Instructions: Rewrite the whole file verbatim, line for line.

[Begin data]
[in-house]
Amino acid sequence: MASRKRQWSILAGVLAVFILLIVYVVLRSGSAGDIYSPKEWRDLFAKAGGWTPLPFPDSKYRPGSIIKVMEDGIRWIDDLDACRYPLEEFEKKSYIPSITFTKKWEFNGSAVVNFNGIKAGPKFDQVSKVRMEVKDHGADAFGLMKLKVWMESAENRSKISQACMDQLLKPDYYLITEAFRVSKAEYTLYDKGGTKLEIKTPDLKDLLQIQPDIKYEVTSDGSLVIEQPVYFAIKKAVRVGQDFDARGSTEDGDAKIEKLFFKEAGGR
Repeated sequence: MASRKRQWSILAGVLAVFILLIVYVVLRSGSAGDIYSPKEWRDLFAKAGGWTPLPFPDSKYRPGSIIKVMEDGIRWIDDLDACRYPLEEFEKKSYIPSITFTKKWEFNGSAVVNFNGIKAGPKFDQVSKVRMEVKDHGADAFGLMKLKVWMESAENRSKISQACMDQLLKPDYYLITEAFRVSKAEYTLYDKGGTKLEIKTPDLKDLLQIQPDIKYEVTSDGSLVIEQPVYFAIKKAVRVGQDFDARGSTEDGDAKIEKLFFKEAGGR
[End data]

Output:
[in-house]
Amino acid sequence: MASRKRQWSILAGVLAVFILLIVYVVLRSGSAGDIYSPKEWRDLFAKAGGWTPLPFPDSKYRPGSIIKVMEDGIRWIDDLDACRYPLEEFEKKSYIPSITFTKKWEFNGSAVVNFNGIKAGPKFDQVSKVRMEVKDHGADAFGLMKLKVWMESAENRSKISQACMDQLLKPDYYLITEAFRVSKAEYTLYDKGGTKLEIKTPDLKDLLQIQPDIKYEVTSDGSLVIEQPVYFAIKKAVRVGQDFDARGSTEDGDAKIEKLFFKEAGGR
Repeated sequence: MASRKRQWSILAGVLAVFILLIVYVVLRSGSAGDIYSPKEWRDLFAKAGGWTPLPFPDSKYRPGSIIKVMEDGIRWIDDLDACRYPLEEFEKKSYIPSITFTKKWEFNGSAVVNFNGIKAGPKFDQVSKVRMEVKDHGADAFGLMKLKVWMESAENRSKISQACMDQLLKPDYYLITEAFRVSKAEYTLYDKGGTKLEIKTPDLKDLLQIQPDIKYEVTSDGSLVIEQPVYFAIKKAVRVGQDFDARGSTEDGDAKIEKLFFKEAGGR